Able Act Passes!

The US government recently approved the Achieving a Better Life Experience Act of 2014, or the ABLE Act, which establishes tax-exempt savings accounts to assist individuals with a disability to save for qualified disability expenses.  This includes savings for education, a primary residence, transportation, obtaining and maintaining employment, health and wellness, and other personal disability-related expenses. The ABLE account allows up to $100,000 without affecting public benefits such as SSI or SSDI and allows up to $14,000 to be added annually.  This is an important change since previously recipients of such benefits were not permitted to have more than $2,000 in their name.  The ABLE account is non-taxable and can be opened by any person whose qualifying diagnosis was made prior to age 26. Each state will set up ABLE accounts prior to the end of 2015.

Find additional information here.


Kehillah House Anniversary

It's been an exciting time at Kehillah Housing!  In November, we celebrated the first anniversary of Kehillah Housing with David Fuks, CEO of Cedar Sinai Park, presiding over the festivities.  It was terrific to see community partners and supporters, donors, residents, and their families celebrating together.  Kehillah Housing, which features 14 individual apartments for residents and an on-site manager's unit, is designed for people with developmental disabilities. 


In December, Kehillah residents and Tikvah, a social group of Jewish Family & Child Service's TASK Program for people with disabilities, members celebrated Hanukkah together, with a massive production of sizzling latkes, Hanukkah songs, lighting of the Hanukkiot, dreidel games, and a synopses of the story of Hanukkah presented by Kehillah resident Ben.  With parents, residents, and Tikvah members together, we all had a good time.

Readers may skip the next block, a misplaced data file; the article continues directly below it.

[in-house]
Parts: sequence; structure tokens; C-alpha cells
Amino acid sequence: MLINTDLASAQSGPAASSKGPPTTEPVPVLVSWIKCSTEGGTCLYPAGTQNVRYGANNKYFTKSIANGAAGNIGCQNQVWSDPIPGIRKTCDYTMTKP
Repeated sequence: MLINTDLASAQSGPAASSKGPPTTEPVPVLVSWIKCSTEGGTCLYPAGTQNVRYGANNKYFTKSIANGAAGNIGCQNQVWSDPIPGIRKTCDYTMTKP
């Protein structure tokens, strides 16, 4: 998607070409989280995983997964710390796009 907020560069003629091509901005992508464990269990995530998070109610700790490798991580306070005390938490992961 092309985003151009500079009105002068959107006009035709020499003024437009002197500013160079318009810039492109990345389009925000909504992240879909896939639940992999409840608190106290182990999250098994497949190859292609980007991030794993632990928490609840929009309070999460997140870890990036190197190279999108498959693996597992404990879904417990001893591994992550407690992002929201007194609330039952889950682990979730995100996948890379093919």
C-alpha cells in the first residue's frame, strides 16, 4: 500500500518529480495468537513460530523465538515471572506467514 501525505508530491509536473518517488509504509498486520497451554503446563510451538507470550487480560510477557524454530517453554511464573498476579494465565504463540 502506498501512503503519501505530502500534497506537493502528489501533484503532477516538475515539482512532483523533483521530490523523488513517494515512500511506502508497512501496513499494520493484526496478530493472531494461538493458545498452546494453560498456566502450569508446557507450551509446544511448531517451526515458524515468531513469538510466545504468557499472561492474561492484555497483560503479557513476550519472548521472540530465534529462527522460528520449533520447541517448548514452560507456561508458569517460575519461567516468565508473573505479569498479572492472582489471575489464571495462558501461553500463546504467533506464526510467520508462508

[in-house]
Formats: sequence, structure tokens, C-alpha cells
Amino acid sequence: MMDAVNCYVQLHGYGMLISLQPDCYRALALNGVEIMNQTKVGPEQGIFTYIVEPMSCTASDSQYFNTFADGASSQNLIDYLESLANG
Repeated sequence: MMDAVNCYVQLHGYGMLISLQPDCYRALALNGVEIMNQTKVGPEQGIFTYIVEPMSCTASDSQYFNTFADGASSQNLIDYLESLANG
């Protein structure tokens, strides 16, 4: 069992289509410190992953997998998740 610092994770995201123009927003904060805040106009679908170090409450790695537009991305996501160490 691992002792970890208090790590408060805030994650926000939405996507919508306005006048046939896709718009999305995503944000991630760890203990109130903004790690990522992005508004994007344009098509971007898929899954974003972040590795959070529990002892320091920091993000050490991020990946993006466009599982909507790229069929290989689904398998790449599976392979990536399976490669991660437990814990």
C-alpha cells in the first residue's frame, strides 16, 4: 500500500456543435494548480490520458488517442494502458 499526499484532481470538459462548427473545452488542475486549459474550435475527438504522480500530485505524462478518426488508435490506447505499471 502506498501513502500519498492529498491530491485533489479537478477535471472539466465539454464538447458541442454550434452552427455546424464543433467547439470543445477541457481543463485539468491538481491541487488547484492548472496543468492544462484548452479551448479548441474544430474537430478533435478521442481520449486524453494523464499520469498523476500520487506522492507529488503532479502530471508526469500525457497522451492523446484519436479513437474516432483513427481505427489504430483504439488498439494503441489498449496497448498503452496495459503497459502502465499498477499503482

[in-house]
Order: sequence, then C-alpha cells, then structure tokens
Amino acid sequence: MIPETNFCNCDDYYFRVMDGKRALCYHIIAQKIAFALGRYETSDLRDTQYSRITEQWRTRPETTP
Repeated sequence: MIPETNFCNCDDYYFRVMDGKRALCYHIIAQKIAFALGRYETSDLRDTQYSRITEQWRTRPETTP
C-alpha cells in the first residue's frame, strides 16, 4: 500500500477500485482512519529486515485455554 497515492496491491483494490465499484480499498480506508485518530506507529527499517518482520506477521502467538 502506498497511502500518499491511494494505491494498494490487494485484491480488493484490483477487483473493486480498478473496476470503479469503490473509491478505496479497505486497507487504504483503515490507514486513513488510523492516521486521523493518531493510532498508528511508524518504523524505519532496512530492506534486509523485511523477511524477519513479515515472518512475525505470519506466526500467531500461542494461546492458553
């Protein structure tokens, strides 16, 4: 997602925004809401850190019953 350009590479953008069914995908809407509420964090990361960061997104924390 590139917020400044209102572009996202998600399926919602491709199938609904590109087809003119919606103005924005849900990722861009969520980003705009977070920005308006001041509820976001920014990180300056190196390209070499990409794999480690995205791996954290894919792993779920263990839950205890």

For more information about Kehillah Housing or TASK, contact Corinne Spiegel, Disabilities Inclusion Specialist, at 503-226-7079 x155 or corinne@jfcs-portland.org.


Café Europa Annual Hanukkah Luncheon


JFCS's Café Europa hosted its annual Hanukkah Luncheon on December 17.  Holocaust survivors enjoyed a beautiful kosher lunch at Congregation Shaarie Torah with music by the incredibly talented Beth Hamon.  Rabbi Rose welcomed survivors and provided a blessing before the meal.  Small gift bags were given to all attendees, which included gelt, a dreidel and other goodies to celebrate both Hanukkah and a wonderful year of many Café Europa events.


For more information about JFCS's Holocaust Survivor Services, please contact Brian Fallon, Lifeline Services Program Manager, at 503-226-7079 x121 or brianfallon@jfcs-portland.org.